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A U.S. citizen can petition for family members residing abroad to live in the U.S. and receive a green card. The entire process starts when a U.S. citizen files Form I-130, Petition for Alien Relative, on behalf of the immigrating relation.

Obtaining a family-based green card is dependent on the relationship between the immigrant family member and petitioner who is a U.S. citizen or lawful permanent resident in the U.S. and requires the beneficiary to satisfy either the family preference or immediate relative categories.

However, the pathway to family-based immigration may be an arduous and confusing one that entails a series of filing forms. To assist with the family-based consular processing procedure, it is advisable to contact a knowledgeable family immigration attorney who can not only provide legal consultation but also fight to make the process smoother for all parties involved.

Important Facts About Family-Based Immigration

The first step in consular processing revolves around one’s eligibility to apply for a green card. Most immigrant family members become eligible through a petition filed on the behalf of a family member or employer. Others may obtain their permanent residency by way of asylum or refugee status or through several other provisions set by the U.S. Citizenship and Immigration Services (USCIS).

There are essentially two ways to apply for lawful permanent resident status and they can be done in the United States or in the applicant’s home country. The first route involves the immigrant applying at a U.S. Department of State consulate to obtain an immigrant visa, while the latter applies to those already in the United States.

As stated before, USCIS requires the U.S citizen or Legal Permanent Resident to file a Form I-130, Petition for Alien Relative for the family member seeking residency. Filing this form is only the first step in the immigration process. Eligible family members may still need to wait for a visa number before they can become lawful permanent residents.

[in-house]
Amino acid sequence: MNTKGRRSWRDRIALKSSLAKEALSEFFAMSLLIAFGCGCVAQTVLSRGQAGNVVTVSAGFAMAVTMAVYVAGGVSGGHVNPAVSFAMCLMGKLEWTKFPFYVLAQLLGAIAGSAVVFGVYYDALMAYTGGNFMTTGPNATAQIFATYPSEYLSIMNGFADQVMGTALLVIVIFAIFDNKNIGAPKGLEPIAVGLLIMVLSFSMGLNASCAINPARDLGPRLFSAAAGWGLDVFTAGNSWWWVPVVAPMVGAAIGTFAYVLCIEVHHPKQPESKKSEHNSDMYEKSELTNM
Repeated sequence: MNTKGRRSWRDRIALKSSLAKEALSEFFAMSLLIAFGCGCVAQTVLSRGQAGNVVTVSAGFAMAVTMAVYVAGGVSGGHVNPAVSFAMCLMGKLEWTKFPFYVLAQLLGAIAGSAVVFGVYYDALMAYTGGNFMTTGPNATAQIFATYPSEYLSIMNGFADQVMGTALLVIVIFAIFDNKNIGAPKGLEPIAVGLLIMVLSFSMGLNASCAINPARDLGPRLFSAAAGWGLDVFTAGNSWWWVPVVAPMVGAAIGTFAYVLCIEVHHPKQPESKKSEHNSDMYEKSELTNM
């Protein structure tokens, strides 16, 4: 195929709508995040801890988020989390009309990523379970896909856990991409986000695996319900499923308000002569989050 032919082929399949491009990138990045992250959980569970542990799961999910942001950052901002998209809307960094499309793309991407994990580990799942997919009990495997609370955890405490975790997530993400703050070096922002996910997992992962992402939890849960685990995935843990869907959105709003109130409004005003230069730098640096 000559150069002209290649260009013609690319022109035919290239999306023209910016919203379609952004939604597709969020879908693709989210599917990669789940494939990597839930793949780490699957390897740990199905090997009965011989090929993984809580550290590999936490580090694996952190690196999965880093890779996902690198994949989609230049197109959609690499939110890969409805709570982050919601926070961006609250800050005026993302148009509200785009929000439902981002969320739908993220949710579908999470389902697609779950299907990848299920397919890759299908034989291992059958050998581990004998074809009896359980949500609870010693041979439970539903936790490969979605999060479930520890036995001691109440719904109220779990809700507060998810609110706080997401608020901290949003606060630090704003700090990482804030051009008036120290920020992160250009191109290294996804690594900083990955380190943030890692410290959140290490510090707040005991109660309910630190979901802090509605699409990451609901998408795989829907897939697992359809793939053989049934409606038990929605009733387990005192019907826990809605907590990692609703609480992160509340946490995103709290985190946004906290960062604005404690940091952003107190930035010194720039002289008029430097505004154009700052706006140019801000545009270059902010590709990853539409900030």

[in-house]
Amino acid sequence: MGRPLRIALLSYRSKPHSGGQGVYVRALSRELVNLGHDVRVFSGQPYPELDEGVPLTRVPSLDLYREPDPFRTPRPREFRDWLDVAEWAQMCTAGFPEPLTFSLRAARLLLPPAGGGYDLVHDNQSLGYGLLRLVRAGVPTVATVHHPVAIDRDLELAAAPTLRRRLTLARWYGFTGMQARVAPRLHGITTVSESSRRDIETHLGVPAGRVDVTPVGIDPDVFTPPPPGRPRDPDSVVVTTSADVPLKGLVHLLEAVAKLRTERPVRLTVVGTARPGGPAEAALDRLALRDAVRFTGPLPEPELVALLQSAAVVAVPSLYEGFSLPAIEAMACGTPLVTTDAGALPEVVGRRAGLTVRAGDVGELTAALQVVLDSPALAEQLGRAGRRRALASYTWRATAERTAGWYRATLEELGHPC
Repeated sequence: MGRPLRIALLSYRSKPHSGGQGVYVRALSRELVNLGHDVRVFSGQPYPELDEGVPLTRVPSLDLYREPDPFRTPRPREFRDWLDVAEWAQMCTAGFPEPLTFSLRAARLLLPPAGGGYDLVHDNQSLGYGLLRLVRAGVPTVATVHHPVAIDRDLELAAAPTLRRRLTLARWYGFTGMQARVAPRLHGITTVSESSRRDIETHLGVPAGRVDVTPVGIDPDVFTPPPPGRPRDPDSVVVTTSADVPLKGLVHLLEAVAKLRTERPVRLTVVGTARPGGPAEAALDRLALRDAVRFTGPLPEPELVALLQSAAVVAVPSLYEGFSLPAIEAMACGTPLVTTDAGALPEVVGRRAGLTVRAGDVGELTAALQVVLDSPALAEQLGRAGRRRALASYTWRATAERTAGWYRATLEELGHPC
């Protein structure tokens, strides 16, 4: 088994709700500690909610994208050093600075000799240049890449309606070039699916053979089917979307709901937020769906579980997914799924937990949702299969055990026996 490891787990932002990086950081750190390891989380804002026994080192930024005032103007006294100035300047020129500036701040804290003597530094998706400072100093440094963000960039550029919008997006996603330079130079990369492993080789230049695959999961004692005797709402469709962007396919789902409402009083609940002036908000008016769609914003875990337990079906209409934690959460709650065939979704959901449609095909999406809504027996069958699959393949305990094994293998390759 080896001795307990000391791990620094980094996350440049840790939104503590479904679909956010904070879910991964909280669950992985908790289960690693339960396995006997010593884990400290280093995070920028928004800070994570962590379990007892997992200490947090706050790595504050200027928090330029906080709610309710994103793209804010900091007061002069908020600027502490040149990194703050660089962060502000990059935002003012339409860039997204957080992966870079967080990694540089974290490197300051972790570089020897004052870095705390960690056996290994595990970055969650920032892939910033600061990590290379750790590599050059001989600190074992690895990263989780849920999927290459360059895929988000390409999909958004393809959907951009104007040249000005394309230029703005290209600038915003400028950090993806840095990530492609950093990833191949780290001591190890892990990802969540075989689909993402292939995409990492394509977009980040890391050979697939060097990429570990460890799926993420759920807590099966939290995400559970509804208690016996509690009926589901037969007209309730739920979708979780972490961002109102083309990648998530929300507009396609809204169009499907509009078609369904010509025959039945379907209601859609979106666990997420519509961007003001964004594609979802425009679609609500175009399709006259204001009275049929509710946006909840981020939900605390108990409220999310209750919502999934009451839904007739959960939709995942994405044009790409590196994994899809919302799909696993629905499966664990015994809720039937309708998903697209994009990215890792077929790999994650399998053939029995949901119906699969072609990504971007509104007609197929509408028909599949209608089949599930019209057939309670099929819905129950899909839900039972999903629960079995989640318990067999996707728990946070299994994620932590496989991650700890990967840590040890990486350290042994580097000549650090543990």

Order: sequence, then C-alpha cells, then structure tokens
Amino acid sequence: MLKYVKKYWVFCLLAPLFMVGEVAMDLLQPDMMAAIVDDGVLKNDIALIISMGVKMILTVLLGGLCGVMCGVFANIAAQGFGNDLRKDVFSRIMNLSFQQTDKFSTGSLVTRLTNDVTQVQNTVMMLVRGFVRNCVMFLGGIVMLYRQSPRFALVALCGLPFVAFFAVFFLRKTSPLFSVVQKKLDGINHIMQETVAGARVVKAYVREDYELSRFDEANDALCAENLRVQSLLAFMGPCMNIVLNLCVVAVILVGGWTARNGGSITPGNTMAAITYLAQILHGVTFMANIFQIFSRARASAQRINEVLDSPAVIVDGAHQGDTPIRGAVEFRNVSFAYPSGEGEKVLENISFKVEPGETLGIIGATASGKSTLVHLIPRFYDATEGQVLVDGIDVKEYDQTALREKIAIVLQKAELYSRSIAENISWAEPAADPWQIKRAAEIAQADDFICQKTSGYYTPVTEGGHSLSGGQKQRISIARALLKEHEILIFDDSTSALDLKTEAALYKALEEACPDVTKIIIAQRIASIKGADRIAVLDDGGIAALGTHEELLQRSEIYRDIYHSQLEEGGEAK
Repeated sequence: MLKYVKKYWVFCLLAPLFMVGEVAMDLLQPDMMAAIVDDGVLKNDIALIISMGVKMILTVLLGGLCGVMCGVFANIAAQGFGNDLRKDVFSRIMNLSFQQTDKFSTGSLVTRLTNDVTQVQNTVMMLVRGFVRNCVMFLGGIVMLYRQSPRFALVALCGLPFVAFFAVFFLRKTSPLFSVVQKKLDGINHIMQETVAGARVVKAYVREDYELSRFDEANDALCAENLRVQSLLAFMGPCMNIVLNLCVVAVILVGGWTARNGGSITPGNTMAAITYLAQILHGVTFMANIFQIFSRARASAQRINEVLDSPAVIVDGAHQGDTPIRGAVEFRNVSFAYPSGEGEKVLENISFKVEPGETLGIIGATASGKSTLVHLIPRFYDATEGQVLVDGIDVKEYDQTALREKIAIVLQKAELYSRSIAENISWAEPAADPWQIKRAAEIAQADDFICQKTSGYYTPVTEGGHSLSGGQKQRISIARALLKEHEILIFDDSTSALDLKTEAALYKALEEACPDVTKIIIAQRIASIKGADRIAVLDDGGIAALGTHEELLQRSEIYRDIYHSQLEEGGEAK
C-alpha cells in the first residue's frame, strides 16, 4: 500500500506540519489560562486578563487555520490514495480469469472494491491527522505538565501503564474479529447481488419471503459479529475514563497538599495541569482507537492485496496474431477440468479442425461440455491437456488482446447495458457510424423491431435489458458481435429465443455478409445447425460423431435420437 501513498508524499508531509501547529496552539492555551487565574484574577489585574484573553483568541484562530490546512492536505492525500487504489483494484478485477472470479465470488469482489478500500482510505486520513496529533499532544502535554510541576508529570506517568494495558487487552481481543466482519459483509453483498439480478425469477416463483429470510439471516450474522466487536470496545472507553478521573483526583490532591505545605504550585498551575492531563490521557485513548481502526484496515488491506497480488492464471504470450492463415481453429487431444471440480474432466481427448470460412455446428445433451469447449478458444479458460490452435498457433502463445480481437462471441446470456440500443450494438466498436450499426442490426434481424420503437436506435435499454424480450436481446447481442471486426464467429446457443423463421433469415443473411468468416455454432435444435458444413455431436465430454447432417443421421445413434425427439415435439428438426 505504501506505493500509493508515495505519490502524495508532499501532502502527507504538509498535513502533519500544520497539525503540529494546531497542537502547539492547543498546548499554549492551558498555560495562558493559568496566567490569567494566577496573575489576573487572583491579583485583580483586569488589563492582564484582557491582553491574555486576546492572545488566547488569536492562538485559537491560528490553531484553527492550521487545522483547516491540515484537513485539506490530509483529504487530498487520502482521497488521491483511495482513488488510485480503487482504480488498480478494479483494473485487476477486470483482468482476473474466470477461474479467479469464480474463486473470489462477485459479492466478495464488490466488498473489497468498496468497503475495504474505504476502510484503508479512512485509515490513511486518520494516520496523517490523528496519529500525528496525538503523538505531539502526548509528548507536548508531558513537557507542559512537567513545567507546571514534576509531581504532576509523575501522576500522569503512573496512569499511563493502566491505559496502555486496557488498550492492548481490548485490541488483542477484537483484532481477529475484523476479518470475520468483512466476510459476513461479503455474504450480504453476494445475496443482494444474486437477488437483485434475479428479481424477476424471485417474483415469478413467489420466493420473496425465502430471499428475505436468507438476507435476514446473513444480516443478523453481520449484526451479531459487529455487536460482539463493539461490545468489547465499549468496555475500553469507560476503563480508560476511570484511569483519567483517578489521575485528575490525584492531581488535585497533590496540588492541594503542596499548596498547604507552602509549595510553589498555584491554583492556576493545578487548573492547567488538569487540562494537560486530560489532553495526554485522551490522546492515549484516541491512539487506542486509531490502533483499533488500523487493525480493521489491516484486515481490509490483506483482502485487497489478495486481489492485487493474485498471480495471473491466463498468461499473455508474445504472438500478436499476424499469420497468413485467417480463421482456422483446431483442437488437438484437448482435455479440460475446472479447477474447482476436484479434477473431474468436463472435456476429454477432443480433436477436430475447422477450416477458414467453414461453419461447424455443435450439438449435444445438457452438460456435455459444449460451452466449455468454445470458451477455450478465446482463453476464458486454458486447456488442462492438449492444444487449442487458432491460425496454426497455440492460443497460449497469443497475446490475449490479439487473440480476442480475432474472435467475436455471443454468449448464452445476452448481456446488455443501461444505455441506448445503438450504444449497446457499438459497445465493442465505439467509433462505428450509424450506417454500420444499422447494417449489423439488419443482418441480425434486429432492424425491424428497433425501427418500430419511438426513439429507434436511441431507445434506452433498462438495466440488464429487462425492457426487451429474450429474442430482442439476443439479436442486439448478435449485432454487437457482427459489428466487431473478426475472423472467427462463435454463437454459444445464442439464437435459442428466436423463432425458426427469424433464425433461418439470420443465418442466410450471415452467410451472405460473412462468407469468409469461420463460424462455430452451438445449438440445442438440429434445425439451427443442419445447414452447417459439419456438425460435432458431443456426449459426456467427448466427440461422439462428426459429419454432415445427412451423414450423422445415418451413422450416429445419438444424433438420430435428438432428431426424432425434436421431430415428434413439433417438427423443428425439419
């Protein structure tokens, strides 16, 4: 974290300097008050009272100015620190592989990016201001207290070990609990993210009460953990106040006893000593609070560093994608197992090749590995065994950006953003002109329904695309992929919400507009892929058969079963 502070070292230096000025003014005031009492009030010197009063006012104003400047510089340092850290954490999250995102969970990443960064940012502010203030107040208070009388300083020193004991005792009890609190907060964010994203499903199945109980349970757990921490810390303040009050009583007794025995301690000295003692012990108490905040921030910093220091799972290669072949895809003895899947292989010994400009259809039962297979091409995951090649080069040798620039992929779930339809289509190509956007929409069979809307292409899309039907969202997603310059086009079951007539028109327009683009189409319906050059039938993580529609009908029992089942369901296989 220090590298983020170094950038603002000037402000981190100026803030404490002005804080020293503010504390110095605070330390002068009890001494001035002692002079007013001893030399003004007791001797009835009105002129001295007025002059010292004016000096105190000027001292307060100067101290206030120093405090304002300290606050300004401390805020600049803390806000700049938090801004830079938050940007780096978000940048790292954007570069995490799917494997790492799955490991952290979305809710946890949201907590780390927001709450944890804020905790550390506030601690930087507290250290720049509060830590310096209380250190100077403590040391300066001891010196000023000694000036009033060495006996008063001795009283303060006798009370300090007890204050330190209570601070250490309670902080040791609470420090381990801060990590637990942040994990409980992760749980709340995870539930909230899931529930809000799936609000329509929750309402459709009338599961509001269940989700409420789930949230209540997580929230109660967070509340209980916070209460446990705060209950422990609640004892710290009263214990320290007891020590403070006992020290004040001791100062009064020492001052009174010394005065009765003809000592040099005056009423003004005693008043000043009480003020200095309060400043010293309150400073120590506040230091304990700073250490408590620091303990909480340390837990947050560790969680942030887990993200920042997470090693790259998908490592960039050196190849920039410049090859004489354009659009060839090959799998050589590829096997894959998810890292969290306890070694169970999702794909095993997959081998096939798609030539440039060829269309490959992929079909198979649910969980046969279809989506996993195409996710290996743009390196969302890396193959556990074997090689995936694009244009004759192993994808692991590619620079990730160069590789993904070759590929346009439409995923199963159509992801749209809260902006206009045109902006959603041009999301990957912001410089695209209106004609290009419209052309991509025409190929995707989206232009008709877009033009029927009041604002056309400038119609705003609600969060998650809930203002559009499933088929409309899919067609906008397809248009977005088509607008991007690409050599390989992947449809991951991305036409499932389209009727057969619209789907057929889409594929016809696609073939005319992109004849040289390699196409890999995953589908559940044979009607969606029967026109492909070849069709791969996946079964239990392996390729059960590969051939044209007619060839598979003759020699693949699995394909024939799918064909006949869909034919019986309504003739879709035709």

Necessary Steps Required in Oak Brook Consular Processing

Normally, the U.S. citizen or legal permanent resident files the immigration petition for immigrant relatives as they understand what categories will best fit their situation. Although many U.S. residents file immigration petitions domestically, there are exceptions where filing a Form I-130 petition can be performed within a designated USCIS field office, U.S. embassy, or consulate in a foreign country. Some situations may include:

  • There is an international USCIS field office in the country where the person resides
  • If “exceptional circumstances” apply that warrant the filing
  • If one is enlisted in the military
  • There are situations that compromise the health and safety of the petitioner

Upon filing, the USCIS will then make a formal decision and notify the petitioner. If the petition is denied, the notice will include the reasons for the denial and whether the decision can be appealed. If an appeal is readily available, consulting with an Oak Brook expert in the field of immigration and citizenship could expedite family-based consular processing and boost the chances of a positive case outcome.

An Attorney Can Help with Oak Brook Family-Based Consular Processing

Each year, USCIS rejects or denies thousands of I-130 petitions. The Oak Brook family-based consular processing procedure can be tricky and lengthy, and the entire ordeal can take much longer than families might want to wait.

The advice and knowledge that an Oak Brook family-based consular processing lawyer can bring to the table may be pivotal to the success of one’s case. Contact us to set up a consultation.

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